The coming decline of religious pandering in politics

By Andrew Seidel

A bill to put “In God We Trust” in public schools. A resolution declaring this the “Year of the Bible.” Another bill declaring that “wildlife found in this state is the property of Almighty God.” A law mandating the placement of a Ten Commandments monument on public land.

These moves are unconstitutional because the government is promoting religion. But often, they are as much a political tool as they are a religious declaration. Fortunately and at long last, we might be seeing the blunting of this political weapon.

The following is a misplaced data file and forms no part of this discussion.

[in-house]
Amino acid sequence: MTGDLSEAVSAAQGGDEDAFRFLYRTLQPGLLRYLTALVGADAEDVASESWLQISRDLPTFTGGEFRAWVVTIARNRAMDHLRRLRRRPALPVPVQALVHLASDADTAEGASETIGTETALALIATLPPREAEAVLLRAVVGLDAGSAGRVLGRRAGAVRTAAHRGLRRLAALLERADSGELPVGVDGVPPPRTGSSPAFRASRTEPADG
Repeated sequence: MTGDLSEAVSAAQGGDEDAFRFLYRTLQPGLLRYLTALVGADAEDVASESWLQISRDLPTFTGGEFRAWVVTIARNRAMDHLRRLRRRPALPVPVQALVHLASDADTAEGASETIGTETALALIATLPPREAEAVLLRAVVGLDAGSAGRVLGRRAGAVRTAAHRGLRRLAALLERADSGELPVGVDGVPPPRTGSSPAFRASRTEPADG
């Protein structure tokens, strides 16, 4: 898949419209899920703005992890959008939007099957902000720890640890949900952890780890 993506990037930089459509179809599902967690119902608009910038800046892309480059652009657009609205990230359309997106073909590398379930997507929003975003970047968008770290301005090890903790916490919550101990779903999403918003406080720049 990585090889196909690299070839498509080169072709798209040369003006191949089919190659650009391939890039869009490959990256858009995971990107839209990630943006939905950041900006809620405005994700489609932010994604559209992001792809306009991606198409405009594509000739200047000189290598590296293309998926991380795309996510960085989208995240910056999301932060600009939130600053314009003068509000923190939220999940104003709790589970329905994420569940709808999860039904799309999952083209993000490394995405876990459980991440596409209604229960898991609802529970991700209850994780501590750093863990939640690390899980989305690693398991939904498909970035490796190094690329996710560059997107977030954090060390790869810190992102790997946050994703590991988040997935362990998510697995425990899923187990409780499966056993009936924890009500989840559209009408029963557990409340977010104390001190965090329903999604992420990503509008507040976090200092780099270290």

Religious pandering is toxic.

These bills, resolutions, laws and others like them pander to religious voters. At FFRF, we’ve always been quick to call out this pandering. So were the Founders. James Madison was fond of explaining that the wall of separation between state and church benefits both sides: “both exist in greater purity, the less they are mixed together.” 

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